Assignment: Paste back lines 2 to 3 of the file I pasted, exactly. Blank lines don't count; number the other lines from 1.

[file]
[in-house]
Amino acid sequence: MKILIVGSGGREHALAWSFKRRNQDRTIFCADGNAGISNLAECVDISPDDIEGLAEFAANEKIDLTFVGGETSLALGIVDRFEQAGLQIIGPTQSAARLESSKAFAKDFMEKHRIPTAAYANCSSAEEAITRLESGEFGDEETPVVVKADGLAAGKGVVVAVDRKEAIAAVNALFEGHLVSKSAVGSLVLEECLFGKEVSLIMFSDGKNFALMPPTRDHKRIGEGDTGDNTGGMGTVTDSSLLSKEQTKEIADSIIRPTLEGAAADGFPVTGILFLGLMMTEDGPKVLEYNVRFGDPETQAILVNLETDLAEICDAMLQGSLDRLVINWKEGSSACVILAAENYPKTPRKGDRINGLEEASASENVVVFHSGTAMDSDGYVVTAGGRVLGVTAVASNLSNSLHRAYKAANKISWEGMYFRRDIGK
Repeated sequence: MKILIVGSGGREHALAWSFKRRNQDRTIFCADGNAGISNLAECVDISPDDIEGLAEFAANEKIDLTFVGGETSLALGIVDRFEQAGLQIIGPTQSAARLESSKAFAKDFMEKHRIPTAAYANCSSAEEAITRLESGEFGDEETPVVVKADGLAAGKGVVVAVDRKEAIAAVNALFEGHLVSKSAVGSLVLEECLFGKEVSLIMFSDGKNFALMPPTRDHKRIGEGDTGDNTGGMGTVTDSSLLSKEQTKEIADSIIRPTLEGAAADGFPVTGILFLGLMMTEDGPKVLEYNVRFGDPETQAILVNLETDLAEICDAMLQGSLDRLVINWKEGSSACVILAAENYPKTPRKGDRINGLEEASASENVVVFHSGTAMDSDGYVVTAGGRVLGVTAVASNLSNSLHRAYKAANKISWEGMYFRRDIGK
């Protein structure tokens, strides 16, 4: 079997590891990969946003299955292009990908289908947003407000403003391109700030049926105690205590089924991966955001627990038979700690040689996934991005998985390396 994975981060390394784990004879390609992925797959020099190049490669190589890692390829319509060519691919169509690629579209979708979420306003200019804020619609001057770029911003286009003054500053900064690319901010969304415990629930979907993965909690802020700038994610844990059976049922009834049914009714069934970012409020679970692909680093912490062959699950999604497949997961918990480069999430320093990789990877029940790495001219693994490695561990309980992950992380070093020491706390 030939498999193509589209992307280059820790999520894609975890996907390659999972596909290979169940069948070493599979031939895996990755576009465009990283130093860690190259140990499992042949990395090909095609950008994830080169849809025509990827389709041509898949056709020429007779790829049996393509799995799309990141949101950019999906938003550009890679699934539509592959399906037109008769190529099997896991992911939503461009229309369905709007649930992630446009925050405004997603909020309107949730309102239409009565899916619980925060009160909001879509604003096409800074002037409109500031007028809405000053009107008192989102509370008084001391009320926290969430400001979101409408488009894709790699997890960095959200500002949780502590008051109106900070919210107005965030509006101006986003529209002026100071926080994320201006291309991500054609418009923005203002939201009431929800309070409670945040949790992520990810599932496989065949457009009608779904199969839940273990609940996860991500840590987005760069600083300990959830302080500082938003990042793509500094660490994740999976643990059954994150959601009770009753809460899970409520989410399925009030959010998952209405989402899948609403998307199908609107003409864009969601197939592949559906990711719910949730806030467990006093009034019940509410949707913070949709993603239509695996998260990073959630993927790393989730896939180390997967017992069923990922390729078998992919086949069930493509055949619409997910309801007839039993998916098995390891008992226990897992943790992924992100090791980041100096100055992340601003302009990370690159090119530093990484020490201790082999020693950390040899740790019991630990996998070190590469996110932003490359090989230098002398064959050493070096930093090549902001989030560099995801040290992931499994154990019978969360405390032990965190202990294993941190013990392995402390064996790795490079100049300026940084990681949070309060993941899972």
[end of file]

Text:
Amino acid sequence: MKILIVGSGGREHALAWSFKRRNQDRTIFCADGNAGISNLAECVDISPDDIEGLAEFAANEKIDLTFVGGETSLALGIVDRFEQAGLQIIGPTQSAARLESSKAFAKDFMEKHRIPTAAYANCSSAEEAITRLESGEFGDEETPVVVKADGLAAGKGVVVAVDRKEAIAAVNALFEGHLVSKSAVGSLVLEECLFGKEVSLIMFSDGKNFALMPPTRDHKRIGEGDTGDNTGGMGTVTDSSLLSKEQTKEIADSIIRPTLEGAAADGFPVTGILFLGLMMTEDGPKVLEYNVRFGDPETQAILVNLETDLAEICDAMLQGSLDRLVINWKEGSSACVILAAENYPKTPRKGDRINGLEEASASENVVVFHSGTAMDSDGYVVTAGGRVLGVTAVASNLSNSLHRAYKAANKISWEGMYFRRDIGK
Repeated sequence: MKILIVGSGGREHALAWSFKRRNQDRTIFCADGNAGISNLAECVDISPDDIEGLAEFAANEKIDLTFVGGETSLALGIVDRFEQAGLQIIGPTQSAARLESSKAFAKDFMEKHRIPTAAYANCSSAEEAITRLESGEFGDEETPVVVKADGLAAGKGVVVAVDRKEAIAAVNALFEGHLVSKSAVGSLVLEECLFGKEVSLIMFSDGKNFALMPPTRDHKRIGEGDTGDNTGGMGTVTDSSLLSKEQTKEIADSIIRPTLEGAAADGFPVTGILFLGLMMTEDGPKVLEYNVRFGDPETQAILVNLETDLAEICDAMLQGSLDRLVINWKEGSSACVILAAENYPKTPRKGDRINGLEEASASENVVVFHSGTAMDSDGYVVTAGGRVLGVTAVASNLSNSLHRAYKAANKISWEGMYFRRDIGK